The third provision would significantly increase penalties on employers for certain violations of labor laws. There are significant problems raised by these provisions, including the lack of due process in the mandatory reinstatement provisions and the conversion of the NLRA from a remedial statute to a punitive one. Most telling is  the fact that the new penalties are imposed for employer violations and not union violations demonstrates the lack of balance in this ill-conceived bill. It is hard to see how coercion by labor organizations should be favored over coercion by employers.

For these reasons we urge you to oppose EFCA as well as any procedural votes, such as a cloture motion in the Senate, that would lead to its passage.

First off, if you don’t want union representation, you might well get it shoved down your throat.  Further, your vote is out in the open so you become a target by the thugs who promote these things (no soft words needed here.. I call it as I see it – Union organizing is done by thuggery)  The other thing is if you are a business owner.. you wake up one morning and SURPRISE your business is a UNION SHOP!

The second part describes what this administration is truly about; A government TAKEOVER of business.  It could not be called anything else.  A Government LAW provides a GOVERNMENT Appointed Arbitrator to negotiate the terms and conditions between you and your employees.  IT allows them to hav a say in how you will apply technology in the day to day operating of your business.  SWEET HUH?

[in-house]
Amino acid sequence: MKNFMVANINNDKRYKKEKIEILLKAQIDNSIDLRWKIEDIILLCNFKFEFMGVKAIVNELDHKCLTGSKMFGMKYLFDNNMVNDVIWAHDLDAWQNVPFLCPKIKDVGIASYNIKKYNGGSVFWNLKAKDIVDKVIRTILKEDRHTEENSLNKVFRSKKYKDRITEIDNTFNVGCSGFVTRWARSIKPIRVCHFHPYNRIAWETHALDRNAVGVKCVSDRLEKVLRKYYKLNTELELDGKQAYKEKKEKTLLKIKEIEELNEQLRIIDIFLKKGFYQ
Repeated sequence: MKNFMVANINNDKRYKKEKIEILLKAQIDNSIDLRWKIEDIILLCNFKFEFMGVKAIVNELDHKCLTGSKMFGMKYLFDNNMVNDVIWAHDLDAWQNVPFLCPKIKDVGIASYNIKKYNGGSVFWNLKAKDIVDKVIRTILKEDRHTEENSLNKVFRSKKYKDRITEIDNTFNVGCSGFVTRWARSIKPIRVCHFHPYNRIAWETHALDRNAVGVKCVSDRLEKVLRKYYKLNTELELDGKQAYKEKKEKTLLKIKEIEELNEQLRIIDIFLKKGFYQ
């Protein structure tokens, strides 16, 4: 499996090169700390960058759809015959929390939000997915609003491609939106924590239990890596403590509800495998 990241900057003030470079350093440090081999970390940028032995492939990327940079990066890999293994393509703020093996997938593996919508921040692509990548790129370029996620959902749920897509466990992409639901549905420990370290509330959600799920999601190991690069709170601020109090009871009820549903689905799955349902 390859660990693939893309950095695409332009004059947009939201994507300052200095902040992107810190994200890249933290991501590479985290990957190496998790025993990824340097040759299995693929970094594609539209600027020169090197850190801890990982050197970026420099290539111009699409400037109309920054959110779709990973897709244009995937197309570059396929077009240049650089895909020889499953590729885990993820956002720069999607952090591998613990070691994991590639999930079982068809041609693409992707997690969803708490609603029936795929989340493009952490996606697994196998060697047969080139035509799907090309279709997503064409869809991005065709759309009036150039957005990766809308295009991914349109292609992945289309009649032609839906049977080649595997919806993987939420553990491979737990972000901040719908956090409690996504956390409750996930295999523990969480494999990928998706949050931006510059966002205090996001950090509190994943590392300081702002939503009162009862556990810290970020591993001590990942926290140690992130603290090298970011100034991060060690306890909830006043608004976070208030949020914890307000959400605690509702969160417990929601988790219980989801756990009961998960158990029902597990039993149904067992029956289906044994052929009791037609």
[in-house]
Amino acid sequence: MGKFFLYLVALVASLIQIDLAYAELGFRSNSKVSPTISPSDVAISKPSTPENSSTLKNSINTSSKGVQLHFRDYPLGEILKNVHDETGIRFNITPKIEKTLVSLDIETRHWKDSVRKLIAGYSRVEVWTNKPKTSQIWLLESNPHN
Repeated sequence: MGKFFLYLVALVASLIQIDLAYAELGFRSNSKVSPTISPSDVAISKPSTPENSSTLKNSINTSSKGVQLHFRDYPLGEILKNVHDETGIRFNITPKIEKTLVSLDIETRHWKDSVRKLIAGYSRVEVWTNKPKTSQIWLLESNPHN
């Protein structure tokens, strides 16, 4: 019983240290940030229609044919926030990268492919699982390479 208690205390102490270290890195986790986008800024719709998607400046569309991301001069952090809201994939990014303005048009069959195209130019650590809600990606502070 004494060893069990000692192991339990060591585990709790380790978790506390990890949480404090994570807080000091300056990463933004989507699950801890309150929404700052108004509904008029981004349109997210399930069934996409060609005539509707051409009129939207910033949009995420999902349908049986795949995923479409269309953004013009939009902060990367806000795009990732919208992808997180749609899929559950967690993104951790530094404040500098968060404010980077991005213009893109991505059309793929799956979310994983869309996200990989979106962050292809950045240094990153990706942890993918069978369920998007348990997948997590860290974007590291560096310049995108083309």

Strike Three… Criminality.  Though there can be an argument about the substantial differences that exist between Civil penalties and criminal, it is merely a reflection of record.  The penalties can often be quite similar,  and if you have ever faced a “contempt” ruling, you might immediately understand.  When penalties become confiscatory, how long will a business stand if you choose to pay them?  IF you do NOT pay them, how long are you prepared to pay with the loss of your freedom?  Some employees will KNOW THIS and will brandish as a mallet upside your head if you fail to provide what they “want,” or if you even attempt to summarily deal with them for on the job issues.  It quite literally gives the EMPLOYEES an EQUAL stake  in the management decisions of the business, whether you like it or not.

And if there are workers who think this is a GOOD thing, let me tell you this..  IF THIS PASSES,  I have a couple of folks whom I care deeply for that work for me, but will find themselves without work as I return to my one man operation.  I will refuse to be told how to manage my employee relations, and if law insists I do?  Then I must withdraw any  opportunities for the law to apply to my business.


1 comment for “EFCA, Its Perils And A Chamber Letter

  1. June 21, 2009 at 3:13 pm

    Robert Greene explains about his book 48 Laws of Power in this interview http://robertgreene.net/Robert_Greene_The_48_Laws_of_Power.html